Camden High Street was taken over last Saturday (2 June) by this years instalment of Camden Rocks festival. With over 200 acts playing across 20 venues there was so much to be seen across the full spectrum of indie, rock and metal. 2018 marked the 6th year of the festival, and saw 8,000 people in attendance, with strong audiences throughout the day for new and established acts alike. The venues ranged from the charming The Hawley Arms pub, resplendent in the sun, to the grand KOKO, with the historic Electric Ballroom and cult Underworld in between.
The acts were similarly diverse, catering to a wide range of tastes. Mainstream bands dominated the KOKO stage, with Mallory Knox and Twin Atlantic bringing their own, chorus heavy interpretations of alt rock to the festival. Elsewhere, Public Image Ltd and The Professionals reminded everyone of the power of their catalogues, whilst some acts such as Crazy Town managed to prove that not all music ages as well as others, although ‘Butterfly’ was still an enjoyably familiar listen for many in the crowd at the close of their set.
Emerging acts The LaFontaines and False Heads continued to make their names heard, with Scotland’s LaFontaines showing that the rock-rap that had aged so poorly for Crazy Town may still have a place in todays musical landscape, with their best track ‘Common Problem’ a standout.
The acoustic sets in Brewdog provided a welcome moment of respite, with the classic songwriting of River Child enchanting in the small basement area. Given the scale of the festival, transitioning from site to site was not as easy as some city-centre events, particularly when navigating the main stretch from the locks to the tube station is factored in. However the wealth of acts on show meant there was rarely a moment that couldn’t be filled with live music of some description.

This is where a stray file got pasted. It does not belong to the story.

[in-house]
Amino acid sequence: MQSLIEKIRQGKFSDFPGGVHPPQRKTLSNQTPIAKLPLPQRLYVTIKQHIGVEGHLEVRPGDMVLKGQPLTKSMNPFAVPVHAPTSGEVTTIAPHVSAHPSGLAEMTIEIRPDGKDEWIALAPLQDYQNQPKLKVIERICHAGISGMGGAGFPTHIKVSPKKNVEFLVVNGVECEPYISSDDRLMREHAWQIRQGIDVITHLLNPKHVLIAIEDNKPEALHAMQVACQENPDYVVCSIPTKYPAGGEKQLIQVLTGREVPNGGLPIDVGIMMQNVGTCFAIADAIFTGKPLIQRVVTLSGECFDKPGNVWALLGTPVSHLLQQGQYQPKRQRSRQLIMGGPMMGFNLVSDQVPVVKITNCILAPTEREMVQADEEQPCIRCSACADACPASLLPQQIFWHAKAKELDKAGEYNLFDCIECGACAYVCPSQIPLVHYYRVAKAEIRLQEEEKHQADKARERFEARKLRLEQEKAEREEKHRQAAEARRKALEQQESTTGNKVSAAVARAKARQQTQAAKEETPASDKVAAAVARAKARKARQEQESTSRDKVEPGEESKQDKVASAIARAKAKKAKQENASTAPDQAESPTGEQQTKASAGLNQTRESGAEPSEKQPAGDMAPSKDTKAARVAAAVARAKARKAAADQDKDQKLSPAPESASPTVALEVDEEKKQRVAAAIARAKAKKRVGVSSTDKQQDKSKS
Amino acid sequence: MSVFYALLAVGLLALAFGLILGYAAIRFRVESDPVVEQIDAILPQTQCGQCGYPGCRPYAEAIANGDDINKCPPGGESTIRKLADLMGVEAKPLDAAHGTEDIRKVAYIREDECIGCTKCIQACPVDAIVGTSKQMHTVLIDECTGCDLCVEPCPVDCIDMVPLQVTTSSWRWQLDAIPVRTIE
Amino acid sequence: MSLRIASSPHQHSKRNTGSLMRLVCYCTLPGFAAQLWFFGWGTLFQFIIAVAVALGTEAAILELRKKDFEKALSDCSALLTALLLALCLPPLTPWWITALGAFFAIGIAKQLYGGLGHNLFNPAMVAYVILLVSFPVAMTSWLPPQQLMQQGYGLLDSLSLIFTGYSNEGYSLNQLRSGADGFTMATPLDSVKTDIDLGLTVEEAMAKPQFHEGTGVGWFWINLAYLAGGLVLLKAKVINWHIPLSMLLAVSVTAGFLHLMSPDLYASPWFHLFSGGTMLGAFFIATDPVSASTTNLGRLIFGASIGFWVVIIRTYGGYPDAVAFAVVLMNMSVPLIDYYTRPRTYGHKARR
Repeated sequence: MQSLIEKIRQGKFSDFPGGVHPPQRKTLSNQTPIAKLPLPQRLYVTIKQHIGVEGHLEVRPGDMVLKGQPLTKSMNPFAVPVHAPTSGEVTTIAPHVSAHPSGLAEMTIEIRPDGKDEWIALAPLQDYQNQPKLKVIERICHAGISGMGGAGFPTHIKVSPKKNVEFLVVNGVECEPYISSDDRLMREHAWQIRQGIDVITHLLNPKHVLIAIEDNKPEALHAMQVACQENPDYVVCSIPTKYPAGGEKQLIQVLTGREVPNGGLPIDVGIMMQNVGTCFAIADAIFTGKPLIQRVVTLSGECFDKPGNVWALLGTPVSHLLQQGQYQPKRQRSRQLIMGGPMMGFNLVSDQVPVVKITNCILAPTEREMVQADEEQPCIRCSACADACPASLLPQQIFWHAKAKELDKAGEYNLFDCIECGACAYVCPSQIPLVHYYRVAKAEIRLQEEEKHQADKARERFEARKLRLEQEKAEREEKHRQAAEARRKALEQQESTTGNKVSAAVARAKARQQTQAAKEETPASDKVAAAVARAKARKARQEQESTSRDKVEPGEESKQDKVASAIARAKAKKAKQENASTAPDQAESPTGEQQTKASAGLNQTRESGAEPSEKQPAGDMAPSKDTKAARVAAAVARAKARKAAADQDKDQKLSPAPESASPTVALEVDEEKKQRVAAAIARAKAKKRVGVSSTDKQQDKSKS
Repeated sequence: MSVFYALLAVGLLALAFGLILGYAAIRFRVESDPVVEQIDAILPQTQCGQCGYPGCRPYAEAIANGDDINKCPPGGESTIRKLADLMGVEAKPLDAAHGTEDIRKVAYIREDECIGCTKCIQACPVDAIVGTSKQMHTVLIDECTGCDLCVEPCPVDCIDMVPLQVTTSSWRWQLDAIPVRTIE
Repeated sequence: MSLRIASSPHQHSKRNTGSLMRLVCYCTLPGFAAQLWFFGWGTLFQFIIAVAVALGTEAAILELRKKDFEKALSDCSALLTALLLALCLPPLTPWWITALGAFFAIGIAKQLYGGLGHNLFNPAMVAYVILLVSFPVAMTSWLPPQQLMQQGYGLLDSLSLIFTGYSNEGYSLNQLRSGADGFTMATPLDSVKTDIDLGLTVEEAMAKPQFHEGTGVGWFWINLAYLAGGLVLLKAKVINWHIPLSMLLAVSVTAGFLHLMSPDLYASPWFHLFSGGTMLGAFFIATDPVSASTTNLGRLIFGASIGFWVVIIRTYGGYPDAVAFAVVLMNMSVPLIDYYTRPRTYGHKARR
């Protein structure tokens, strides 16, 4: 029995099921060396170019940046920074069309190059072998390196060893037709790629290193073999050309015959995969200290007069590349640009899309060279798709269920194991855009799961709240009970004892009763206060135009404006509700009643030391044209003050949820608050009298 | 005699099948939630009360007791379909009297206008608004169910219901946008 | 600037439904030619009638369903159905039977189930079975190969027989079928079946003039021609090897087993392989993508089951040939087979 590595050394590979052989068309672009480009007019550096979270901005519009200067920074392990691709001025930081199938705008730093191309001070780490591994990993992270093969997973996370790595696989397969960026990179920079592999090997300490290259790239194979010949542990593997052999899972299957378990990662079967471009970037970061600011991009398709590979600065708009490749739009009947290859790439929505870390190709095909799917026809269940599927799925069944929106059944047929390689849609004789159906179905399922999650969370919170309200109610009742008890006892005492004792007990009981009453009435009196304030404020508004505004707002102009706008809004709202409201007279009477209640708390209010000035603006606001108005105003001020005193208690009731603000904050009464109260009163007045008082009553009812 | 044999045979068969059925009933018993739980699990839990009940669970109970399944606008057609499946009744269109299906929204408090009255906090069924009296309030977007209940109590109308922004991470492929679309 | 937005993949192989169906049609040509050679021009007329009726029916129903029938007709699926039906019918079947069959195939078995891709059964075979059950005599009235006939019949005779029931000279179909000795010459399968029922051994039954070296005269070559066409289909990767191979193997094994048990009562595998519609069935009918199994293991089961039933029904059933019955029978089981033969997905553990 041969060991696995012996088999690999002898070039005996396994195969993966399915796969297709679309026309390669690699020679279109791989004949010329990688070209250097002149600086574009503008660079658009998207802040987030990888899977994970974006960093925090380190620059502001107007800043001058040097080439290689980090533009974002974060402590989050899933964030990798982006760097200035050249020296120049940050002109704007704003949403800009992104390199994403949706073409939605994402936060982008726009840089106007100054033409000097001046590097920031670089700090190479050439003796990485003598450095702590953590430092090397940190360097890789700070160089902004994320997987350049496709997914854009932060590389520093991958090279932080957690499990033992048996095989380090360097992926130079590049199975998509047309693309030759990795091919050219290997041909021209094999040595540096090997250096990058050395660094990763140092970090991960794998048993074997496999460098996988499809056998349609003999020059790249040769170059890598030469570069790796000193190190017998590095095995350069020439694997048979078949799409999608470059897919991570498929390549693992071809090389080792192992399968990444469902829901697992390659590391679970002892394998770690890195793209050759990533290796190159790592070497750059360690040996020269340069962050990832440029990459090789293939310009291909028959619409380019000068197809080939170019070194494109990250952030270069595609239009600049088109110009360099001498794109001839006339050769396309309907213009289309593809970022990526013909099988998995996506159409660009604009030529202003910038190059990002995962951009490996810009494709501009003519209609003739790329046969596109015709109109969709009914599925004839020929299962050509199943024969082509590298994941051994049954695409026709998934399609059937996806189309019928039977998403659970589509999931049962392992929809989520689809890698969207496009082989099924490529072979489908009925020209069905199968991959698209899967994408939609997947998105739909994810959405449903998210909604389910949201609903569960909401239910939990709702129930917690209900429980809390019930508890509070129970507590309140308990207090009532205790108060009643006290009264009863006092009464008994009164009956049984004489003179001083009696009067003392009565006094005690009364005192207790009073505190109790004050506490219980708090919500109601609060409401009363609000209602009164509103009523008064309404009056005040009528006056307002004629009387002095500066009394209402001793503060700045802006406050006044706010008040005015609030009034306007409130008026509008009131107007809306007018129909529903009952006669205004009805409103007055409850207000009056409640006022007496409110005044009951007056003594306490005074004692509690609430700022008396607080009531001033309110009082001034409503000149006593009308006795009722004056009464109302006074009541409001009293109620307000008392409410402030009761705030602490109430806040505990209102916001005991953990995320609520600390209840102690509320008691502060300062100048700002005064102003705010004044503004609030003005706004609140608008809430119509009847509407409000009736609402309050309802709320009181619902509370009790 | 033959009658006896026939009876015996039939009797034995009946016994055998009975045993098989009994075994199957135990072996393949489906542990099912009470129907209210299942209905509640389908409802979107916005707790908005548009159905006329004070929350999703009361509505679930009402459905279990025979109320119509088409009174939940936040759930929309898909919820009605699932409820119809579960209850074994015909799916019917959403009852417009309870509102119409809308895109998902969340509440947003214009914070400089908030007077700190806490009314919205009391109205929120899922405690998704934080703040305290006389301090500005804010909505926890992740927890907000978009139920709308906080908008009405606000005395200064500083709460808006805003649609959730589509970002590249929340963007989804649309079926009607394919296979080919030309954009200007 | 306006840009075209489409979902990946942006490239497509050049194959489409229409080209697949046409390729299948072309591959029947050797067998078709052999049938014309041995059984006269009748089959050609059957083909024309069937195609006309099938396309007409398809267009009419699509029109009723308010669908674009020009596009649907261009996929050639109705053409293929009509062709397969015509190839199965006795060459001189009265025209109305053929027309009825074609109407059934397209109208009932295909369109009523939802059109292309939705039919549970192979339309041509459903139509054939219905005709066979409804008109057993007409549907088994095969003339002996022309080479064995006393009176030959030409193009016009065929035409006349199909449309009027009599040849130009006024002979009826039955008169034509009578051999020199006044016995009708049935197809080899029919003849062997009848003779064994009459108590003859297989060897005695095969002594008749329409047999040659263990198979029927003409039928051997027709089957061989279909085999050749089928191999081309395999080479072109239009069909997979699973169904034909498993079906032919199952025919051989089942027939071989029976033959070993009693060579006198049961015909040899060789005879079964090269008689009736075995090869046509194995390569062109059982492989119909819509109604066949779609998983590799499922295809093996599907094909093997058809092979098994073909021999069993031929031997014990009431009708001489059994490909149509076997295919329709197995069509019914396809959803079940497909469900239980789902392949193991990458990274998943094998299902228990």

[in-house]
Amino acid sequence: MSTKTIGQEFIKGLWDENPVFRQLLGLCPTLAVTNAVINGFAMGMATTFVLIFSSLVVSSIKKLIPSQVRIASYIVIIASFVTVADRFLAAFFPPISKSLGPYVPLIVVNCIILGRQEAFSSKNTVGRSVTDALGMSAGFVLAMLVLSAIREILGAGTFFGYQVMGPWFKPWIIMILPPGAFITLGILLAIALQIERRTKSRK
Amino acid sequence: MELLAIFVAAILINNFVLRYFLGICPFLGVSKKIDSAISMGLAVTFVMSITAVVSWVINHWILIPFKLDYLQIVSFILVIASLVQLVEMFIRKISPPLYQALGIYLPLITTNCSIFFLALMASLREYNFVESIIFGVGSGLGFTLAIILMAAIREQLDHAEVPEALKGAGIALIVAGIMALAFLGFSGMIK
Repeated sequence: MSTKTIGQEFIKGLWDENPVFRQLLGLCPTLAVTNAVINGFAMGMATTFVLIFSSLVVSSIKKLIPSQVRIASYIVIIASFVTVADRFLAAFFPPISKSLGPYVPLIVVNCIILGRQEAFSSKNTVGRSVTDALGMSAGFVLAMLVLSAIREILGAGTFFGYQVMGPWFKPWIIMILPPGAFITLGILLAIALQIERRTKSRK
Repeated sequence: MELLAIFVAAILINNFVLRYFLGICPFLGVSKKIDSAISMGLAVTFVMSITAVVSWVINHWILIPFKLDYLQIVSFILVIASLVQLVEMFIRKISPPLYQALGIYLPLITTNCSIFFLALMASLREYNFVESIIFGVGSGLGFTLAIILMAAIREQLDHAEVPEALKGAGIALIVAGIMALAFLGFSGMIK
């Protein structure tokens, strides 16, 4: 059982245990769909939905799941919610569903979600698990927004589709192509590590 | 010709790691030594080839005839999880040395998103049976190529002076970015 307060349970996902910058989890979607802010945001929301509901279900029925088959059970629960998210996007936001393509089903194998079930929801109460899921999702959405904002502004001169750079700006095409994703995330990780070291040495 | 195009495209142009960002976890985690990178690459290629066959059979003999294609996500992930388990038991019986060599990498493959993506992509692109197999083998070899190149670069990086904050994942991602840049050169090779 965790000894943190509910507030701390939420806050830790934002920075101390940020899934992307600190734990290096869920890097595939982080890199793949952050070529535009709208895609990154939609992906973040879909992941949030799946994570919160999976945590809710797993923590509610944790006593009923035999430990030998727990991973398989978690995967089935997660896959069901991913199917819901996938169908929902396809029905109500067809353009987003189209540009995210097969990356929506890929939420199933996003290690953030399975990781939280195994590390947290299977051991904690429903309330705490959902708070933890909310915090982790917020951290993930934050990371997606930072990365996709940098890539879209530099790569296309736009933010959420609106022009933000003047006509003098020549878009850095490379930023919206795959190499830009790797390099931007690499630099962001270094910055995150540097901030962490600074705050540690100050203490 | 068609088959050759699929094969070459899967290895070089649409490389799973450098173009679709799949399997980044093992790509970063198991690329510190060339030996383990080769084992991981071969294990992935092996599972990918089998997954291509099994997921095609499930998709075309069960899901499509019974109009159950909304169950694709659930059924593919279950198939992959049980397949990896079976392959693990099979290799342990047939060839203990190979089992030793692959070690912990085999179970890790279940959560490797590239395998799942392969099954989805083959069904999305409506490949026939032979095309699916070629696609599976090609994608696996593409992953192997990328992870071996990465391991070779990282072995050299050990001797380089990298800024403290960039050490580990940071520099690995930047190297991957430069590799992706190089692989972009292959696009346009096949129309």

Very few acts were completely misplaced in their settings, although The Monarch proved an inadequate venue for the Towers of London, with the aura around lead singer Donny Tourette bringing a number of interested observers alongside core fans to create a fittingly sweaty experience and a one-in one-out queue throughout the set. The band themselves delivered a fantastic performance of snarling, indie-punk; noticeably mellowed with age since they first emerged, but still retaining a glint of that notorious attitude in their new music.
Maximo Park closed the festival with a set packed with old favourites such as ‘What Equals Love’ and ‘Books From Boxes’ alongside new material, including lead single ‘Risk To Exist’. They played with the verve of wily veterans, lead singer Paul Smith strutting around the stage with real presence. Closing with ‘Apply Some Pressure’ and ‘Our Velocity’, their biggest moments retain the urgency and impact they had when released over 10 years ago and provided the festival with a fitting finale.
Such was the success of this year’s festival, the team behind the family-run event have just announced that the festival will be expanded in 2019 to become a weekender for the first time, set for 1st – 2nd June 2019. For a limited time only, day tickets are available for £30 and weekend tickets for just £50 – available HERE.
Words: William Sutton
Photo: Sandra Sorensen